Within the last quarter century, a movement known as “young earth creationism” has grown in the Protestant Christian community of the United States.
Many supporters of the movement began to mobilize following a 1987 U.S. Supreme Court ruling, which declared that teaching creationism; the religious-based belief that the universe was created by a supreme being, in public schools is unconstitutional.
Until that time, creationism had been taught in many public schools as a theory on how the world came into existence right alongside evolution, the scientific belief that humans evolved into our current form over millions of years from earlier versions of humans that were related to animals.
“Opponents of creation science wanted to get it out of the schools, and they have been very successful,” said Scott Jones, an Indianapolis musician and a producer for local Christian radio stations. “Therefore, we have had an entire generation of children who have been taught that we come from monkeys, apes and gorillas.”
Jones noted that, as if to add insult to injury, the Supreme Court followed up with a 2004 verdict that struck down the teaching of intelligent design (the science-based belief that the world was designed) as a violation of the Establishment Clause of the U.S. Constitution’s First Amendment, which upholds separation of church and state.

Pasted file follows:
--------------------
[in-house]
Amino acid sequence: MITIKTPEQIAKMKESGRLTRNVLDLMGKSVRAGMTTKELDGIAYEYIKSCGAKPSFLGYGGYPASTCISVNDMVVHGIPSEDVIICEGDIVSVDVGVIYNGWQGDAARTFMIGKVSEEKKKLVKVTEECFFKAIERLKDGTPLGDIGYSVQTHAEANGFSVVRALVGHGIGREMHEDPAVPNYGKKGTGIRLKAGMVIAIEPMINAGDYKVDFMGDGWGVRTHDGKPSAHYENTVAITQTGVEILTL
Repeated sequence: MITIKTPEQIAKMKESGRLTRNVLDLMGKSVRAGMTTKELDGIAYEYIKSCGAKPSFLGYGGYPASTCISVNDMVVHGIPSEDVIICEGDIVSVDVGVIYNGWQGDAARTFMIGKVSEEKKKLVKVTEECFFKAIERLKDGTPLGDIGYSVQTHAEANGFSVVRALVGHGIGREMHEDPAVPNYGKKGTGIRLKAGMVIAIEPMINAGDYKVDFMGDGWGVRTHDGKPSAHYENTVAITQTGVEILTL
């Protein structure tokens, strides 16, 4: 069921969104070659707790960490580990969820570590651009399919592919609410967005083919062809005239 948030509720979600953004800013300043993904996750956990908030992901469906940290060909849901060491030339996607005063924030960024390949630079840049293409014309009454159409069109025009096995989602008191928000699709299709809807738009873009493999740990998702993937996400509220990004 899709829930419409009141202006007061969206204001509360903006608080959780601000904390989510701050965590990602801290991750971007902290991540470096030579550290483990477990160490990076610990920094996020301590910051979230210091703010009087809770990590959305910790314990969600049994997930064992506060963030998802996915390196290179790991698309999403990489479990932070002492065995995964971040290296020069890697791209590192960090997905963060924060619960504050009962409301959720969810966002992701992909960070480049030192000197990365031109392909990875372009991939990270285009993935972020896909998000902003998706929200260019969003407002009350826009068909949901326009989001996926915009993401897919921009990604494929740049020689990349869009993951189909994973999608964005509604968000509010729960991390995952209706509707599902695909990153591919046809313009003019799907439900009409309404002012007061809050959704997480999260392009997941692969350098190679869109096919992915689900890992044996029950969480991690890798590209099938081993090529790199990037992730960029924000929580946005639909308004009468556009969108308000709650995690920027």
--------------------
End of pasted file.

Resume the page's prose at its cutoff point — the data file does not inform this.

Since then, creationist Christians have been upset that evolution is essentially the only state-endorsed theory of Earth’s origins taught in public schools.
“The bottom line is that a lot of things that are incorrect are being taught in our school system, including among our African-American children,” said Rev. Frederick Boyd, pastor of Zion Unity Missionary Baptist Church.
Making matters a little more complicated, the creationist Christian movement has split into two main camps.
The first are young earth creationists, who embrace a literal interpretation of the account in the book of Genesis saying God created the world in six days, and that Earth is only between 5,700 to 10,000 years old. Then there are theistic evolutionists, who believe there is a God, but that evolution was used to develop human life over millions of years.
Indiana is home to many prominent young earth creation activists, including Dr. John Whitcomb, a theologian and author of the book The Genesis Flood, which provides scientific arguments that a universal flood took place as recorded in the Bible.
Creation activists in Indiana are working to convince legislators, educators and parents to help bring creation science, or at least intelligent design, back into schools. One of the ways they hope to achieve that goal is by presenting events such as the annual Creation Evidence Expo (CCE) held in Indianapolis.
This year’s event is scheduled for Sept. 17 to 21 at the Venue Conference Center, 5110 W. Pike Plaza Road. It will include a debate between a creation supporter and evolutionist, a rally at the Indiana State Capitol, and seminars from several leading creationist scientists. Among those attending, include Dr. Carl Baugh, the founder of the Creation Evidence Museum in Texas who was recently given exclusive rights by the state of Israel to excavate a sight in Jerusalem thought to be the pool of Siloam, where Jesus gave sight to a blind man, according to the Gospel of John.
Dr. Jay Wile, a professor of nuclear chemistry at the University of Rochester, is looking forward to speaking at CCE.